State of the art ultrasound technology has revealed what causes knuckles to “crack” out loud.
In the first study of its kind, researchers recorded simultaneous audio and visual evidence of knuckles cracking.
A total of 40 healthy adults - 17 women and 23 men whose age ranged from 18 to 63 - were examined using ultrasound imaging, as they attempted to crack the knuckle at the base of each finger, known in medical parlance as the metacarpophalangeal joint (MPJ).
The participants included 30 people with a history of habitual knuckle cracking and 10 without.
Robert Boutin, Professor of radiology at the University of California, said: “It’s extremely common for joints to crack, pop and snap.
“We were interested in pursuing this study because there’s a raging debate about whether the knuckle-cracking sound results from a bubble popping in the joint or from a bubble being created in the joint.”
He said while some participants said that they had never intentionally cracked their knuckles, others did it frequently every day - up to 20 times per day for the past 40 years.
Orthopaedists blinded to the participants’ knuckle-cracking history evaluated the participants for grip strength, range of motion and laxity of each MPJ both before and after the ultrasound examination.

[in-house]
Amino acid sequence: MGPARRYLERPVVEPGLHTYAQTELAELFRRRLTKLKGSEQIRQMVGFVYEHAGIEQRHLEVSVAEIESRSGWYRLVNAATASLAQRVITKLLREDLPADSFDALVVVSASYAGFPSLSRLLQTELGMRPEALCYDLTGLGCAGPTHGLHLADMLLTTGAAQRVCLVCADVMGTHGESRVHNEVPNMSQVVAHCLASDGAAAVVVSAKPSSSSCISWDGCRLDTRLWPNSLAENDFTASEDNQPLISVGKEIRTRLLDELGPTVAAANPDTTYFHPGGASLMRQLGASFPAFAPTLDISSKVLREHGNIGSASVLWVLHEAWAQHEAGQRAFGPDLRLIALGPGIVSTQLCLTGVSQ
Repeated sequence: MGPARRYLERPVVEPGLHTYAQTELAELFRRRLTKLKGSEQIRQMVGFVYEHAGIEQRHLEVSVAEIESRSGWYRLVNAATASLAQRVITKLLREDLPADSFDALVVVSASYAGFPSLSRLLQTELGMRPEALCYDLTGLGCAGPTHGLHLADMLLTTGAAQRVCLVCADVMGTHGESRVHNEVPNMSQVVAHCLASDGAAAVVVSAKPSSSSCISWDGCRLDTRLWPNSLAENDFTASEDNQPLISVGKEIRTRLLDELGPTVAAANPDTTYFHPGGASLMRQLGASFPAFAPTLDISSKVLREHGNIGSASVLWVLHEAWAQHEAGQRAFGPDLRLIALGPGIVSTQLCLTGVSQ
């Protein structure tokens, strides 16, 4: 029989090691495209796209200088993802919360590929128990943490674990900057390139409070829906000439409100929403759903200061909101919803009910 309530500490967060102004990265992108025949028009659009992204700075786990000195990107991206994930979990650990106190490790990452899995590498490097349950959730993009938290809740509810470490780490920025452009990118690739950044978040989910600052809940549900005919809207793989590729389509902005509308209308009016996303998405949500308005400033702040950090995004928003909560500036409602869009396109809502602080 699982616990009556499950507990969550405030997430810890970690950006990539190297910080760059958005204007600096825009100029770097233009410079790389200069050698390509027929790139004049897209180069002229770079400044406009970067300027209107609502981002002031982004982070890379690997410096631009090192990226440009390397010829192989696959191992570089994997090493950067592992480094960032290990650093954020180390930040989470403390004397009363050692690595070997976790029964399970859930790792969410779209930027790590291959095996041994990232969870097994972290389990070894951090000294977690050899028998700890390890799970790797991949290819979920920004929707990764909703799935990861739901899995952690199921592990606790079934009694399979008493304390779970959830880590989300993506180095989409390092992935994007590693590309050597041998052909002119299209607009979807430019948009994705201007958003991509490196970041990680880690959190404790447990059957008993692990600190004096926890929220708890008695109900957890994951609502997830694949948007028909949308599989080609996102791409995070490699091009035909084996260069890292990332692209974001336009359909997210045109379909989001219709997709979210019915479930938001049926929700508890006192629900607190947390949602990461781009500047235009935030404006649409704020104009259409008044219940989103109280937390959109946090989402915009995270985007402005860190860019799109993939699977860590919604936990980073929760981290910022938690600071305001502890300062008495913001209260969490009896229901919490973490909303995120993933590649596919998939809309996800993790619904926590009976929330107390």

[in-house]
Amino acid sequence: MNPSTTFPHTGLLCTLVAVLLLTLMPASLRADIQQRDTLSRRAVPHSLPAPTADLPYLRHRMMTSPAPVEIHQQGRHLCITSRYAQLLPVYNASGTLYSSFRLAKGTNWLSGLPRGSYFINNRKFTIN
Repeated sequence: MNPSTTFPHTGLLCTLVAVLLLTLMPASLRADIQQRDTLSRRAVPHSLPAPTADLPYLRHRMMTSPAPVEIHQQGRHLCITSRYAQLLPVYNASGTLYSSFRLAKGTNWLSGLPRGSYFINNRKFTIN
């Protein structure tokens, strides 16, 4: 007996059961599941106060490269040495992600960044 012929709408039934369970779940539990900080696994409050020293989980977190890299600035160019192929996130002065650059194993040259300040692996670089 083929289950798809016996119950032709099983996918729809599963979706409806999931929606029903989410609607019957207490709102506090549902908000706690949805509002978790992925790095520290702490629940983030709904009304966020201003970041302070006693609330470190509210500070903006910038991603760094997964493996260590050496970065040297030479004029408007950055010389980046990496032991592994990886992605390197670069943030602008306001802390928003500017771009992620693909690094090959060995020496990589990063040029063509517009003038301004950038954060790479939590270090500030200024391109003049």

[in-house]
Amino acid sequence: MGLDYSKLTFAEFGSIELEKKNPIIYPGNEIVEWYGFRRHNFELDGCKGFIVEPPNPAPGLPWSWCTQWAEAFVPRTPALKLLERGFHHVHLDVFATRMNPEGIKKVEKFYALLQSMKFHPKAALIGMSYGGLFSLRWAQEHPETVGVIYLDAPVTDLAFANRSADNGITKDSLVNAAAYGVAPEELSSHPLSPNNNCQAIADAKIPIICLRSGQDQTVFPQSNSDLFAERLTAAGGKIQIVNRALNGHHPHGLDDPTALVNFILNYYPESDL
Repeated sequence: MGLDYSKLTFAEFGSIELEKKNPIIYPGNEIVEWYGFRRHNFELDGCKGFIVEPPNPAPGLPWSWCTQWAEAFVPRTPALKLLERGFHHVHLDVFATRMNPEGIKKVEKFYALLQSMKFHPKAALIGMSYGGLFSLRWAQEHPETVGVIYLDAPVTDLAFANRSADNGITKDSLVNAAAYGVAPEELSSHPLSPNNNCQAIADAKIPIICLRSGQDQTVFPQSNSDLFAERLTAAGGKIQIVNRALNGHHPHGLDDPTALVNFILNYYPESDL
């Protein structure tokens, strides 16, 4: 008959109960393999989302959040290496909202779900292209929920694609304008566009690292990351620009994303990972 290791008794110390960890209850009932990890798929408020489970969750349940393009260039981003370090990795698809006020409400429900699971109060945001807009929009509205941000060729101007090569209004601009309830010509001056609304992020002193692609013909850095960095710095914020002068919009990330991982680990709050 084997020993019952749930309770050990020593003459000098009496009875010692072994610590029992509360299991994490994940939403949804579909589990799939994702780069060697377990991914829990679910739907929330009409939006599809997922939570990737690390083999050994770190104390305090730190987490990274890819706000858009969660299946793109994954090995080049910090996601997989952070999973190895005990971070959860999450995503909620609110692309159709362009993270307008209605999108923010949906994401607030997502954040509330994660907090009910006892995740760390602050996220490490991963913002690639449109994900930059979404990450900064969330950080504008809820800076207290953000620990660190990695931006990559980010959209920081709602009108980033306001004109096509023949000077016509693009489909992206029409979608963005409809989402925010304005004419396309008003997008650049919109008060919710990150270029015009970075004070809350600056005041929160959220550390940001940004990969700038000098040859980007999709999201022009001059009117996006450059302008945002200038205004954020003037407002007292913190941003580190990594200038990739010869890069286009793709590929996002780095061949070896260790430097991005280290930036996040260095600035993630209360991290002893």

Using a small transducer, a sonographer recorded video images of 400 MPJs, as participants attempted to crack their knuckles.
The sonographer also captured static images of each MPJ - before and after participants tried their hands at cracking.
Two radiologists interpreted the ultrasound images, looking for sonographic evidence that would correlate with the audible cracks, which occurred in 62 of the 400 joints imaged.
Prof Boutin said: “What we saw was a bright flash on ultrasound, like a firework exploding in the joint.
“It was quite an unexpected finding.”
Using the flashes on the ultrasound images, the radiologists were able to identify the joints with audible cracks with at least 94 per cent specificity.
Prof Boutin said: “There have been several theories over the years and a fair amount of controversy about what’s happening in the joint when it cracks.
“We’re confident that the cracking sound and bright flash on ultrasound are related to the dynamic changes in pressure associated with a gas bubble in the joint.”
But as for which comes first - the cracking sound or the flash of light, Prof Boutin said that more research is needed.
The physical examinations revealed no immediate pain, swelling or disability in the knuckle-cracking group and no immediate difference in laxity or grip strength between the participants who cracked their knuckles and those who didn’t.
Prof Boutin said: “We found that there was no immediate disability in the knuckle crackers in our study, although further research will need to be done to assess any long-term hazard - or benefit - of knuckle cracking.”
The research was due to be presented at the annual meeting of the Radiological Society of North America (RSNA).